Ashley Madison

Today’s lunch discussion was about the hacking of Ashley Madison. Many people were amused. Some said that it was just karma. For me, there are separate aspects to it:

  1. Privacy – It doesn’t matter what was going on. The customers were promised privacy. The hacking destroyed that promise. [I am not happy with our inclination to trust the cloud, or to trust any large and integrated system with tons of personal data. Yes, the world is headed that way. Internet of things and big data are both fun. In theory, no provider wants to harm you personally and your data is safe. In theory, you know the risks you are running. In practice, there is always someone willing and able to hack, and to ruin thousands of lives just because they can. In practice, you never can quite foresee the amount of damage that can happen. Some matters are more irrevocable than credit card fraud.]
  2. Adultery (without the knowledge of the spouse) made up  huge portion of their customer-base, but that wasn’t all that their customers were interested in. I know a few couples who regularly ‘swing’ or exchange partners for variety. They are comfortable with their arrangement. They are, understandably, not comfortable with the rest of the world (vindictive ex-es, bosses, neighbours, kids, the list goes on) getting to see this information out in the open.
  3. There are professional and social consequences from an exposure like this. Personal matters should stay between the people concerned, and it shouldn’t spill over into other aspects of their lives, unless it is impairing their ability to be sane, safe and sensible in company. I feel sad if the devoted spouse was cheated upon, but it should never be a reason to drag that injustice into social or professional venues.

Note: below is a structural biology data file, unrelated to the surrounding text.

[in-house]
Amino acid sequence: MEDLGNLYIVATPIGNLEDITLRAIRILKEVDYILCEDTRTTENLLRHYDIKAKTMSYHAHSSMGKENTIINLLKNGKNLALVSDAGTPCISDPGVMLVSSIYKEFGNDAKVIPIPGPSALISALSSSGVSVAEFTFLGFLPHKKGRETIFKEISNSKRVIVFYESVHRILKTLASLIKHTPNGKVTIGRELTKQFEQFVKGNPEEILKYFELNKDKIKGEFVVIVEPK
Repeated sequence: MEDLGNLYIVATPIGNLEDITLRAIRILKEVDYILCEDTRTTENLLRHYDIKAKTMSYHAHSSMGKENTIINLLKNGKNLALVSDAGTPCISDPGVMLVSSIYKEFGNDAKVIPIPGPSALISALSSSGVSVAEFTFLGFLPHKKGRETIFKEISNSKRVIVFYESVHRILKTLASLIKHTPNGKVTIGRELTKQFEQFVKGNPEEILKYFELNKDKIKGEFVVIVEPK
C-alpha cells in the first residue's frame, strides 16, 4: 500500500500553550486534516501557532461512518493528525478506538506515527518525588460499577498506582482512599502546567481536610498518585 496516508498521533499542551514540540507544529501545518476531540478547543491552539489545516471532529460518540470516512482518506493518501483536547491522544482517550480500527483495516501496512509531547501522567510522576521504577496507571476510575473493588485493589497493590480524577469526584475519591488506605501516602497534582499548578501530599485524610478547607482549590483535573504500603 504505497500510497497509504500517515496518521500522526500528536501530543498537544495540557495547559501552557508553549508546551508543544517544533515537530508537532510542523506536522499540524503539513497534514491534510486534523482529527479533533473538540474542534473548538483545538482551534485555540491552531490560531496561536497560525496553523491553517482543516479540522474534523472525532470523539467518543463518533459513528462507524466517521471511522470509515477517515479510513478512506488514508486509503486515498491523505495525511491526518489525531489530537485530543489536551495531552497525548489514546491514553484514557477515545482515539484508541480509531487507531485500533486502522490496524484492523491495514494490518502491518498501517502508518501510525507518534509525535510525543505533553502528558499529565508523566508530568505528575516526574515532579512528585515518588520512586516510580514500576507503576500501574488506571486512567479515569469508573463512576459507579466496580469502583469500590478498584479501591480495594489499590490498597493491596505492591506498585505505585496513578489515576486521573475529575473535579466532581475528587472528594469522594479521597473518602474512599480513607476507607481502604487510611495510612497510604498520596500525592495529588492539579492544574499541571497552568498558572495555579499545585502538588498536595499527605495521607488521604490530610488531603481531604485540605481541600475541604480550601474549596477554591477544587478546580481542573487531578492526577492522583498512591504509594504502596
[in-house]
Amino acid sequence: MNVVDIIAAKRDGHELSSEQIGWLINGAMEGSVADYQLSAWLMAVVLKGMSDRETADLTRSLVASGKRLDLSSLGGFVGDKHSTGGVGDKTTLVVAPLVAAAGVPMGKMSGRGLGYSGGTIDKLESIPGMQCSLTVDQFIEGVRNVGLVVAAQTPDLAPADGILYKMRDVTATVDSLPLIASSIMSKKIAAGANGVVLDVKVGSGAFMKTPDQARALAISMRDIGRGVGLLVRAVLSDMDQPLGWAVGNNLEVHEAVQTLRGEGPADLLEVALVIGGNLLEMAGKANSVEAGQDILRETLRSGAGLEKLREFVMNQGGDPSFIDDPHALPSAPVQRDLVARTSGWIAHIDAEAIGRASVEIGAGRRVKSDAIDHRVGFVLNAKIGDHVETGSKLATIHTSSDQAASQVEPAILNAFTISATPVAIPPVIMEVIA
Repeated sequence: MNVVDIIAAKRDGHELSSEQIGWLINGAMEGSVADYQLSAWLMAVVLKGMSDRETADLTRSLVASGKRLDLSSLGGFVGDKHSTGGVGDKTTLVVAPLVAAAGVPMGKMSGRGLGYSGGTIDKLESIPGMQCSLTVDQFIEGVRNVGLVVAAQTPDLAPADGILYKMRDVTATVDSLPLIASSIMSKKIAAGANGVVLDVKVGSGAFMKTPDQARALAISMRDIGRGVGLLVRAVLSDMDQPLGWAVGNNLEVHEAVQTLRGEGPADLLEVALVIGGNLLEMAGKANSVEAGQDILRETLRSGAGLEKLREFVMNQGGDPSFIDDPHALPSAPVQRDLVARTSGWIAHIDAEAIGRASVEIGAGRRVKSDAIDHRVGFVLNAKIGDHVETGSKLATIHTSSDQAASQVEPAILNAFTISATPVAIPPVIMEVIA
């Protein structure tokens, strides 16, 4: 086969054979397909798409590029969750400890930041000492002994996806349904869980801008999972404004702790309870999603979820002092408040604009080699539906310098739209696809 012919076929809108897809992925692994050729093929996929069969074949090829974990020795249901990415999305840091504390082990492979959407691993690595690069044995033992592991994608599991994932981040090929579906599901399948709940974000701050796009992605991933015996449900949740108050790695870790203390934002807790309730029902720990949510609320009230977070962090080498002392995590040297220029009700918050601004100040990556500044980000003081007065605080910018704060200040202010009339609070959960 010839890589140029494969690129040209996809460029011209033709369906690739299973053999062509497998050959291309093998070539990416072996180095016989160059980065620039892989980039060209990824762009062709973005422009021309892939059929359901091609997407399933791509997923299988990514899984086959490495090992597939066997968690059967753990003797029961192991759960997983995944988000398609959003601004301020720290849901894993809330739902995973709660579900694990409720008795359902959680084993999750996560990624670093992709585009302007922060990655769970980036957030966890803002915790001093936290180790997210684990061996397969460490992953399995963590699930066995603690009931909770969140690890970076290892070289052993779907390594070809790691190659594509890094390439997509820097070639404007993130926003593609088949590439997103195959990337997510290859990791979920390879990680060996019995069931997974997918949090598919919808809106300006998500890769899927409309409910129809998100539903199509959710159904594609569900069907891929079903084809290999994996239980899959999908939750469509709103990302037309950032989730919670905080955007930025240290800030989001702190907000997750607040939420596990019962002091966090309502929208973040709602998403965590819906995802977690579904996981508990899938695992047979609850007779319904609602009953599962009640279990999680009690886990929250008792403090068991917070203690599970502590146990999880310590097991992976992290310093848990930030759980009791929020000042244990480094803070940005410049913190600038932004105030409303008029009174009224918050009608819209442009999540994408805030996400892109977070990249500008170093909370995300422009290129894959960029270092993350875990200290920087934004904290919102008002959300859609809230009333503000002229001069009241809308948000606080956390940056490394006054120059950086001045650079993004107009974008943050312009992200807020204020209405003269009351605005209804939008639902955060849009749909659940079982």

4. Emotional consequences of infidelity are terrifying. It is easy to say that cheaters will cheat and that they deserve what they get, but I find that it is nothing so straightforward as that. Sometimes we are willing to let things be, for the greater good, or for selfish reasons, or because we believe it won’t happen again. Having the data out on the internet ruins that chance at reparations and relationship patches.
  5. Children. Think of the children. School is terrifying enough without adding in bullying over the fact that your parent cheated and that everyone has seen the information on the internet. Society is terrifying enough without being labelled as that child. Every action, every youthful folly judged with the parent’s behavior as baseline can drive even the most level-headed kid out of his/her mind.

There is a great deal of unhappiness that lingers for a very long time after learning of broken trust. Sometimes the love that is left is enough to get over the experience, but more often than not, only time and distance help.

Cheating is rarely personal. We need attention, we need to feel a connection, we need to feel understood, we need to feel attractive, we are full of insecurities, we are psychopathic and like to break those who are devoted to us – there are so many reasons why we could be tempted. Most of the reasons induce pity than anger. In most cases, we have already cheated (ourselves and those we promised trust to) long before an affair.

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